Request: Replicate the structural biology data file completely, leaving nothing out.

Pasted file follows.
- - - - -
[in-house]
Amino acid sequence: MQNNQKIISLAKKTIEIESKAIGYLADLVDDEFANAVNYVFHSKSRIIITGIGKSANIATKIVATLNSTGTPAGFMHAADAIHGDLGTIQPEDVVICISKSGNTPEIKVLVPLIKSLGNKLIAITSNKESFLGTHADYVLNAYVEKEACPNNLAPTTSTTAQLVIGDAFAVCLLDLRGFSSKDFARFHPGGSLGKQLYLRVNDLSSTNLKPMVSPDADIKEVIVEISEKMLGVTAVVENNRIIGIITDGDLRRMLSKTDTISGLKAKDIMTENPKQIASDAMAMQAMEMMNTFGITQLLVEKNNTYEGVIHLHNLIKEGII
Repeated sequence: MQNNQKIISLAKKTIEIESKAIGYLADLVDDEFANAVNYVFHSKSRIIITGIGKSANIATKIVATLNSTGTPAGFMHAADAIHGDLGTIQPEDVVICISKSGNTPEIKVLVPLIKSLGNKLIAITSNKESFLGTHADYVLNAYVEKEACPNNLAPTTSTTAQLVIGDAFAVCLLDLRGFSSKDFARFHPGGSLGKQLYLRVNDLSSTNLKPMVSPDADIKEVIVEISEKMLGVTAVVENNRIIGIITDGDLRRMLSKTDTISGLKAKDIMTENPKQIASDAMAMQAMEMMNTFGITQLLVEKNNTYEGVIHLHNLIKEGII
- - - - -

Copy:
[in-house]
Amino acid sequence: MQNNQKIISLAKKTIEIESKAIGYLADLVDDEFANAVNYVFHSKSRIIITGIGKSANIATKIVATLNSTGTPAGFMHAADAIHGDLGTIQPEDVVICISKSGNTPEIKVLVPLIKSLGNKLIAITSNKESFLGTHADYVLNAYVEKEACPNNLAPTTSTTAQLVIGDAFAVCLLDLRGFSSKDFARFHPGGSLGKQLYLRVNDLSSTNLKPMVSPDADIKEVIVEISEKMLGVTAVVENNRIIGIITDGDLRRMLSKTDTISGLKAKDIMTENPKQIASDAMAMQAMEMMNTFGITQLLVEKNNTYEGVIHLHNLIKEGII
Repeated sequence: MQNNQKIISLAKKTIEIESKAIGYLADLVDDEFANAVNYVFHSKSRIIITGIGKSANIATKIVATLNSTGTPAGFMHAADAIHGDLGTIQPEDVVICISKSGNTPEIKVLVPLIKSLGNKLIAITSNKESFLGTHADYVLNAYVEKEACPNNLAPTTSTTAQLVIGDAFAVCLLDLRGFSSKDFARFHPGGSLGKQLYLRVNDLSSTNLKPMVSPDADIKEVIVEISEKMLGVTAVVENNRIIGIITDGDLRRMLSKTDTISGLKAKDIMTENPKQIASDAMAMQAMEMMNTFGITQLLVEKNNTYEGVIHLHNLIKEGII